PS 62-31
Environmental data-driven inquiry and exploration (Project EDDIE): A model to engage students in quantitative reasoning and scientific discourse

Thursday, August 13, 2015
Exhibit Hall, Baltimore Convention Center
David C. Richardson, Biology, SUNY New Paltz
Devin Castendyk, Earth & Atmospheric Sciences, State University of New York, Oneonta, Oneonta, NY
Nicholas E. Bader, Department of Geology, Whitman College, Walla Walla, WA
Cayelan C. Carey, Biological Sciences, Virginia Tech, Blacksburg, VA
Rebekka Gougis, School of Biological Sciences, Illinois State University
Randall Fuller, Department of Biology, Colgate University, Hamilton, NY
Cathy A. Gibson, Environmental Studies, Skidmore College, Saratoga Springs, NY
Jennifer L. Klug, Biology, Fairfield University, Fairfield, CT
Tom Meixner, Dept. Hydrology and Water Resources, University of Arizona, Tucson, AZ
Catherine O'Reilly, Department of Geography-Geology, Illinois State University

Scientists are increasingly using sensor-collected, high-frequency and long-term datasets to study environmental processes. To expose undergraduate students to similar experiences, our team has developed six classroom modules that utilize large, long-term, and sensor-based, datasets for science courses designed to: 1) Improve quantitative skills and reasoning; 2) Develop scientific discourse and argumentation; and 3) Increase student engagement in science. A team of ten interdisciplinary faculty from both private and public research universities and undergraduate institutions have developed flexible modules suitable for a variety of undergraduate courses.  These modules meet a series of pedagogical goals that include: 1) Developing skills required to manipulate large datasets at different scales to conduct inquiry-based investigations; 2) Developing students’ reasoning about statistical variation; and 3) Fostering desirable conceptions about the nature of environmental science. Six modules on the following topics are being piloted during the 2014-15 and 2015-16 academic years prior to broad dissemination including 1) Temporal stream discharge evaluation using USGS data; 2) Temporal stream nutrient loads and eutrophication risk using USGS and Long Term Ecological Research (LTER) data; 3) Climate change using NOAA weather and Vostok ice core data; 4) Lake ice-off dates using Global Lake Ecological Observatory Network (GLEON) data; 5) Thermal dynamics in lakes using GLEON data; and 6) Lake metabolism dynamics using GLEON data.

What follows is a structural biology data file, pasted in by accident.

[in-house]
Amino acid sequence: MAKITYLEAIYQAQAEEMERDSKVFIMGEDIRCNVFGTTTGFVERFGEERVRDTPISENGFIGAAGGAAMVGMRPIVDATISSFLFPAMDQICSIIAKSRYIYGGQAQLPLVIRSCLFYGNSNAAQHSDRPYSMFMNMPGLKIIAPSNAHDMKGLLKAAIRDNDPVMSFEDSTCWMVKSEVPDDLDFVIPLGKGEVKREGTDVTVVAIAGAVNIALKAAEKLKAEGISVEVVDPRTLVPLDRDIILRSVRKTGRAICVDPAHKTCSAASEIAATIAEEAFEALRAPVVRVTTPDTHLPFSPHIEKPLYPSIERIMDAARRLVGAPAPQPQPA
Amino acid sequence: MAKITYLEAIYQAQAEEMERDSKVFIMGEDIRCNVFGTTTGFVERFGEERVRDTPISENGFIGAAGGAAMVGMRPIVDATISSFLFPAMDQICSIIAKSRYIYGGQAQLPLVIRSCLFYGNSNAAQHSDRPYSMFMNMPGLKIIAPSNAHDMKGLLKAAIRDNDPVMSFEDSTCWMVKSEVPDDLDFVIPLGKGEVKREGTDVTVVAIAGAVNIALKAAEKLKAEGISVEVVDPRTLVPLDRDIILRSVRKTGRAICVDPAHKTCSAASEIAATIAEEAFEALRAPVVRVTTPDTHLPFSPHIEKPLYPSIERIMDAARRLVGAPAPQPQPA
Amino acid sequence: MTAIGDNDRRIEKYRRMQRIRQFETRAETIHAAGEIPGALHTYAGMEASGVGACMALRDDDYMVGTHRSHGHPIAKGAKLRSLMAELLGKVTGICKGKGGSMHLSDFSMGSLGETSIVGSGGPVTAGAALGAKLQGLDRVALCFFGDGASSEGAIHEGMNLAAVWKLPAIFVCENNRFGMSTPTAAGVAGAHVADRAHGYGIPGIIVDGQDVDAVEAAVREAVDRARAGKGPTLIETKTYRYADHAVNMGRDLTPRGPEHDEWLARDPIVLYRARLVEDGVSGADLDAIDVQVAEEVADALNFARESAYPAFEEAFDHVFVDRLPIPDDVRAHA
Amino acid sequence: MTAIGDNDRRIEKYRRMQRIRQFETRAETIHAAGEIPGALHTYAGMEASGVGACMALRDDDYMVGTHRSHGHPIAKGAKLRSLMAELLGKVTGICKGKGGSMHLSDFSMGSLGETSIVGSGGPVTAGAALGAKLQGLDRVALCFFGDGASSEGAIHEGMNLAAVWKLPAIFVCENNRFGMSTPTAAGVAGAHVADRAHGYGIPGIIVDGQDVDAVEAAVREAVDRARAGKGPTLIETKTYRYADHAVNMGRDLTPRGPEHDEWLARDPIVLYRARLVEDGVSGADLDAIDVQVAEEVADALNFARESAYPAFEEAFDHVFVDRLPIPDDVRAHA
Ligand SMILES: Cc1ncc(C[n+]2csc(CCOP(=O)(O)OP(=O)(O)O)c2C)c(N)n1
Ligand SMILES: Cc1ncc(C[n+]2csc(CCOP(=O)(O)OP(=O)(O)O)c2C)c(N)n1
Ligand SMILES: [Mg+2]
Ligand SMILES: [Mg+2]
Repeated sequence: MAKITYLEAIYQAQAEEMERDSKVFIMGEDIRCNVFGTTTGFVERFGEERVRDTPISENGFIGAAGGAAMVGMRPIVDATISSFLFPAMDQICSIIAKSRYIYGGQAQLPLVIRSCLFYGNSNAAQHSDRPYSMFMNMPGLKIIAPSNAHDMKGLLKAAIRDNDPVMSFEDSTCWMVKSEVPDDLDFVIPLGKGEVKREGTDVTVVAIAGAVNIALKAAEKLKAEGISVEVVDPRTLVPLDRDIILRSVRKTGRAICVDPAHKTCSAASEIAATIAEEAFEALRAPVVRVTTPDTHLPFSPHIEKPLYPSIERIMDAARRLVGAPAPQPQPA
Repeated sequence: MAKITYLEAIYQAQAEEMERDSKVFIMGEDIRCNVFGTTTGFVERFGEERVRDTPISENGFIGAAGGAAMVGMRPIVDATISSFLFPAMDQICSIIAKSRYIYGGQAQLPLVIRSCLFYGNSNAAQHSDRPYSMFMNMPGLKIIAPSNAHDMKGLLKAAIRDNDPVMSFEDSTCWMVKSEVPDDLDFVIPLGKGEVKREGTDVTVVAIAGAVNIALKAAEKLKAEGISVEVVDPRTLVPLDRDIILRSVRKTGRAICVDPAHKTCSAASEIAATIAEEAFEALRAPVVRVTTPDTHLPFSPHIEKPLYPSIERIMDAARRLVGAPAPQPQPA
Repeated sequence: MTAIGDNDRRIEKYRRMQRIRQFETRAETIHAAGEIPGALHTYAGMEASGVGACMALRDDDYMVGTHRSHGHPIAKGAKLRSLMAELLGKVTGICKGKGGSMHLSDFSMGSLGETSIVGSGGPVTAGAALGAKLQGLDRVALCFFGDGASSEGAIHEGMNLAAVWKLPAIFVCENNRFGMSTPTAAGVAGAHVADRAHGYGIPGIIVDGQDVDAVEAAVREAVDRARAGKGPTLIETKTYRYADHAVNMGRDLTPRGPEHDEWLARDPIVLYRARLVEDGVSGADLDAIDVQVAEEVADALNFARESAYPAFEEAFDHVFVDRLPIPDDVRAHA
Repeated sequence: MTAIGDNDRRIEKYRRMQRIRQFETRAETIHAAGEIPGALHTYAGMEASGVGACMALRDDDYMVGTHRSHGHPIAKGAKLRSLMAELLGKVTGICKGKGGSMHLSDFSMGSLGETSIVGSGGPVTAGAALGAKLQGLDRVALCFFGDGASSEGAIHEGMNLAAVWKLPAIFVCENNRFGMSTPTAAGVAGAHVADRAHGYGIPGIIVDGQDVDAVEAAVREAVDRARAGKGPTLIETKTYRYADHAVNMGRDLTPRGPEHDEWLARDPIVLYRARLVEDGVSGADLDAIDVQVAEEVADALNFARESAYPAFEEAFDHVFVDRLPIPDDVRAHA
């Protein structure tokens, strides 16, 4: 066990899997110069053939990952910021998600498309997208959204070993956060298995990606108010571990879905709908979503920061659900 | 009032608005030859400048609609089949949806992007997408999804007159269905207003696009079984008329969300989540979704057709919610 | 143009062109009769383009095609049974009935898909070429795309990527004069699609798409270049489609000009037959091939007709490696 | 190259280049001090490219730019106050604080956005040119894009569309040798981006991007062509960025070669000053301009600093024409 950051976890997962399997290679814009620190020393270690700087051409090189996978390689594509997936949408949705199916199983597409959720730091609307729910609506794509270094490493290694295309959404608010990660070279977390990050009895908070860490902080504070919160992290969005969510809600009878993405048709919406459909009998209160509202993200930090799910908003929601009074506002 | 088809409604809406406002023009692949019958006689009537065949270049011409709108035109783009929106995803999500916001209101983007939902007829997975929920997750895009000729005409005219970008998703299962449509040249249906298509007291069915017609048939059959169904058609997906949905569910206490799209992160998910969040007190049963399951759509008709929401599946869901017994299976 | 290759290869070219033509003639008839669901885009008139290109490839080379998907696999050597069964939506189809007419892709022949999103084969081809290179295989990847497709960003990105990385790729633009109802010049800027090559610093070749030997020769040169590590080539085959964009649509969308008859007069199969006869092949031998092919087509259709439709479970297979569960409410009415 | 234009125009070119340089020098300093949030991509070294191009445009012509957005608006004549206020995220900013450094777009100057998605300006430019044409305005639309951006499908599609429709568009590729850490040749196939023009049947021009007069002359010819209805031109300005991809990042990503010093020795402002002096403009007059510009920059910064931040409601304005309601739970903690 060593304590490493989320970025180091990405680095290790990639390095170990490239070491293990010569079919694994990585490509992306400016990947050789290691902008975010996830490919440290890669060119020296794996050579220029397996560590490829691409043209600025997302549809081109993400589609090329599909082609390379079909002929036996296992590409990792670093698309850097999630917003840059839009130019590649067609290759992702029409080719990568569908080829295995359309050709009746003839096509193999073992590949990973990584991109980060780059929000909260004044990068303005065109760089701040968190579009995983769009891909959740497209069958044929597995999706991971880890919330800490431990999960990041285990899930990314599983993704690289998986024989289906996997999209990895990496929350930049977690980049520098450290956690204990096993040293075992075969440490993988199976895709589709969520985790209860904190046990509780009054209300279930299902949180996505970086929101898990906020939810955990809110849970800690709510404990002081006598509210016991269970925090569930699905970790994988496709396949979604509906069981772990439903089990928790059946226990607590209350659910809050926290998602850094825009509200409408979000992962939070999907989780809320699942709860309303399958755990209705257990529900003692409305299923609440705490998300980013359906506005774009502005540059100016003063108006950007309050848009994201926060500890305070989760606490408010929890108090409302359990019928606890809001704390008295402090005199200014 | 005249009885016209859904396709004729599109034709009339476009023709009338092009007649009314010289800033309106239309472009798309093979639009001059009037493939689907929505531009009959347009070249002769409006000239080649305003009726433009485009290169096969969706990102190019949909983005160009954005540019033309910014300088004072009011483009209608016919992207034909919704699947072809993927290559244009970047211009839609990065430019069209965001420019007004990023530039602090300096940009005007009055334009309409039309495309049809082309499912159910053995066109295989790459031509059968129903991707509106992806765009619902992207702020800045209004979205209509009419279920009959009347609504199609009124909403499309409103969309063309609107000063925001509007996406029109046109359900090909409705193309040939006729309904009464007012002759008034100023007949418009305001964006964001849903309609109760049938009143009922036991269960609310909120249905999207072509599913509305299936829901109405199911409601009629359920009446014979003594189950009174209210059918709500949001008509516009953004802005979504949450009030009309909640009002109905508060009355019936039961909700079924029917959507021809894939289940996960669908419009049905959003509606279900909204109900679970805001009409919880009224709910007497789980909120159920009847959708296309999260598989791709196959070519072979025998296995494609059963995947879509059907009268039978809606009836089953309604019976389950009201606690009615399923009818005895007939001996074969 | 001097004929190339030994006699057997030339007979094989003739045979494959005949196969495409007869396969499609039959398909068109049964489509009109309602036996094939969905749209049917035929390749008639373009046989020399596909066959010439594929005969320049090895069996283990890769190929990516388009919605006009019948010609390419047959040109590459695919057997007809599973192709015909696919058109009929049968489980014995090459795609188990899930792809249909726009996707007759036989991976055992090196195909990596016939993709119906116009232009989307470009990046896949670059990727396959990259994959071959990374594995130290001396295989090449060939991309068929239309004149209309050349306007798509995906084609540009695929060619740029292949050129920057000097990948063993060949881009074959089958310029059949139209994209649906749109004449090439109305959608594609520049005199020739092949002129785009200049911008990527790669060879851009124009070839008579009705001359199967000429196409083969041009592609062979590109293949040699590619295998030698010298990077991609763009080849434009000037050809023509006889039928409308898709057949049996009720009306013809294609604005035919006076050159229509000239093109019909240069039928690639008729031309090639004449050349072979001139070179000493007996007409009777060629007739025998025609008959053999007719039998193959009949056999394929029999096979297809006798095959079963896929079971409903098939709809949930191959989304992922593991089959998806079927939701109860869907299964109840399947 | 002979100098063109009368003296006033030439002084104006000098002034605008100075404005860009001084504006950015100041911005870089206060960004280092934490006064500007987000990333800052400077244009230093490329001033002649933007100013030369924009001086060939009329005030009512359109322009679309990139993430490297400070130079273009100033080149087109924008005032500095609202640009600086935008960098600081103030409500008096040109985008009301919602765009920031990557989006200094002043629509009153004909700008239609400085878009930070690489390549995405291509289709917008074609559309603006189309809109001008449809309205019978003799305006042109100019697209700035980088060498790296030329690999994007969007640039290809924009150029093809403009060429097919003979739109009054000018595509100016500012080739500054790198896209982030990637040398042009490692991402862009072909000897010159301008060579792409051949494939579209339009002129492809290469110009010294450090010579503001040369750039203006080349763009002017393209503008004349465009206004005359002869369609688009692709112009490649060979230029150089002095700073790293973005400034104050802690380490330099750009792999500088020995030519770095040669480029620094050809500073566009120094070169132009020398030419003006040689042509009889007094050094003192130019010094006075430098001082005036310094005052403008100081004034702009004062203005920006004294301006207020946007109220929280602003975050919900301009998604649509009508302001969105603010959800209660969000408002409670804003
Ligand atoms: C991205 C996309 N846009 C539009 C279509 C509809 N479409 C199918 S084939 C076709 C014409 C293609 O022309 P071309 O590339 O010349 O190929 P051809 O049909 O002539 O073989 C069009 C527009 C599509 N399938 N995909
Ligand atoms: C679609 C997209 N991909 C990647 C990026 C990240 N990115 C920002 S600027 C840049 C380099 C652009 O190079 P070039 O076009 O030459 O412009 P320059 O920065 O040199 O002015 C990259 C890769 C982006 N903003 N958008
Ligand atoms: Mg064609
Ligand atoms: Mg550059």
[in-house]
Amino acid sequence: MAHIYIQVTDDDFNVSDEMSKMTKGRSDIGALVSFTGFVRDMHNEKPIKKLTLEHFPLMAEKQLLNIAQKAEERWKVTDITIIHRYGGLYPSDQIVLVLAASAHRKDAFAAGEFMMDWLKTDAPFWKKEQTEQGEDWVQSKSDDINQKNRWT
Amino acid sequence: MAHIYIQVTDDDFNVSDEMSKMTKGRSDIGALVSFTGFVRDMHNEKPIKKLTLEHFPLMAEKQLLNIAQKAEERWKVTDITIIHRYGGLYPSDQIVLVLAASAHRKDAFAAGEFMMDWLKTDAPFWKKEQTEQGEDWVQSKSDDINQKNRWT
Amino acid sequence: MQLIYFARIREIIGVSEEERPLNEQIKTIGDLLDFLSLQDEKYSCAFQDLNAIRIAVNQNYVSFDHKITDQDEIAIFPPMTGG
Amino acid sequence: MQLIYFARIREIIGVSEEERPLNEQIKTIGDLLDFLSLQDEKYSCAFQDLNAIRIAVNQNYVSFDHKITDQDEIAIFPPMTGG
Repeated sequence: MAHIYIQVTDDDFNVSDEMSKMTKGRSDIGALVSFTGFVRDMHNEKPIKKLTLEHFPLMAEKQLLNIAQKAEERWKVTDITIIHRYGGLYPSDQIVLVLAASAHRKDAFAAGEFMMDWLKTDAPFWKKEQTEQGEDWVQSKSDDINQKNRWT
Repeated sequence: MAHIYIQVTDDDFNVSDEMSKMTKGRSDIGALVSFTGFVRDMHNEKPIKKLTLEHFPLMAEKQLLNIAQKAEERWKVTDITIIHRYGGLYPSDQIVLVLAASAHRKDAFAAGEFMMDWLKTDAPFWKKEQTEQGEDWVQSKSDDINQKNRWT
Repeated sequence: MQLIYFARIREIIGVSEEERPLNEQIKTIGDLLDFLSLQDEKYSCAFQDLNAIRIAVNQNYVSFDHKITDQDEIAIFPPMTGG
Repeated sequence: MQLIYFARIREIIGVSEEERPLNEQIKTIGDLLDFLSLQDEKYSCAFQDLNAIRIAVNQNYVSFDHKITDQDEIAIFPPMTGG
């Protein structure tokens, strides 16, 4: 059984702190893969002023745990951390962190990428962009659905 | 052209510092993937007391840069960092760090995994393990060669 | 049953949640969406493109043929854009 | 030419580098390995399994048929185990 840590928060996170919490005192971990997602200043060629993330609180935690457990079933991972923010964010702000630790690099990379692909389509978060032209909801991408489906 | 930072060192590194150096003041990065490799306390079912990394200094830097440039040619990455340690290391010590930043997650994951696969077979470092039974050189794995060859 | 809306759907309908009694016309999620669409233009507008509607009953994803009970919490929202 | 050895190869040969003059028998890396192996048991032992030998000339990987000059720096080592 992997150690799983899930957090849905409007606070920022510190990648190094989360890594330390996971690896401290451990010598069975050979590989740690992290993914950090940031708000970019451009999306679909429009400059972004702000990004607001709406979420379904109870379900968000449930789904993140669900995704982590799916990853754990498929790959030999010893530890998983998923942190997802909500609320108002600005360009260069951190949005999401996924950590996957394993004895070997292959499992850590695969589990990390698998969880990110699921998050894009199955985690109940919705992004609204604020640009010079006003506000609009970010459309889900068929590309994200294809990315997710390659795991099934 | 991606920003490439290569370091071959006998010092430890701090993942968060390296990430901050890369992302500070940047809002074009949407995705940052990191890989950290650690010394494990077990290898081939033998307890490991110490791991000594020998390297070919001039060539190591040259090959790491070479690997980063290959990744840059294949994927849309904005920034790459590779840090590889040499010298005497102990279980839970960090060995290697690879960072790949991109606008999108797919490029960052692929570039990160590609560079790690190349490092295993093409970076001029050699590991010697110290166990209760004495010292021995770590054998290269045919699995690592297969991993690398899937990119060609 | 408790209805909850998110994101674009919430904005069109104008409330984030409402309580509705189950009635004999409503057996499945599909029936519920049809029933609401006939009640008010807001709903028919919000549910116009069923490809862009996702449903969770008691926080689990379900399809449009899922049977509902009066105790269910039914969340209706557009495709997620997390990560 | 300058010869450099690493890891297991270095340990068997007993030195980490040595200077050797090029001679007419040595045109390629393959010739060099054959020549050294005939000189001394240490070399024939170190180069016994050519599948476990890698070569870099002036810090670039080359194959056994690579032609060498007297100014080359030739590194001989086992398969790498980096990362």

To assess achievement of the pedagogical goals, we used pre/post questionnaires and video-recordings of students working on modules. Questionnaires contain modified items from the Experimental Design Ability Test (Sirum & Humberg 2011), the Views on the Nature of Science questionnaire (Lederman et al. 2001), and a validated instrument to measure students’ ideas about variation (Watson et al. 2003).  Information gained from these assessments and recordings will allow us to determine whether our modules are effective at engaging students and increasing their quantitative skills. Feedback will also be used by the faculty to revise the modules before they are posted online for widespread dissemination in 2016. Our initial results suggest that students appreciate the value of high-resolution and long-term data, and that working with large datasets cements the “real world” application of basic ecological and environmental concepts. This project is funded by an National Science Foundation Transforming Undergraduate Education in STEM grant.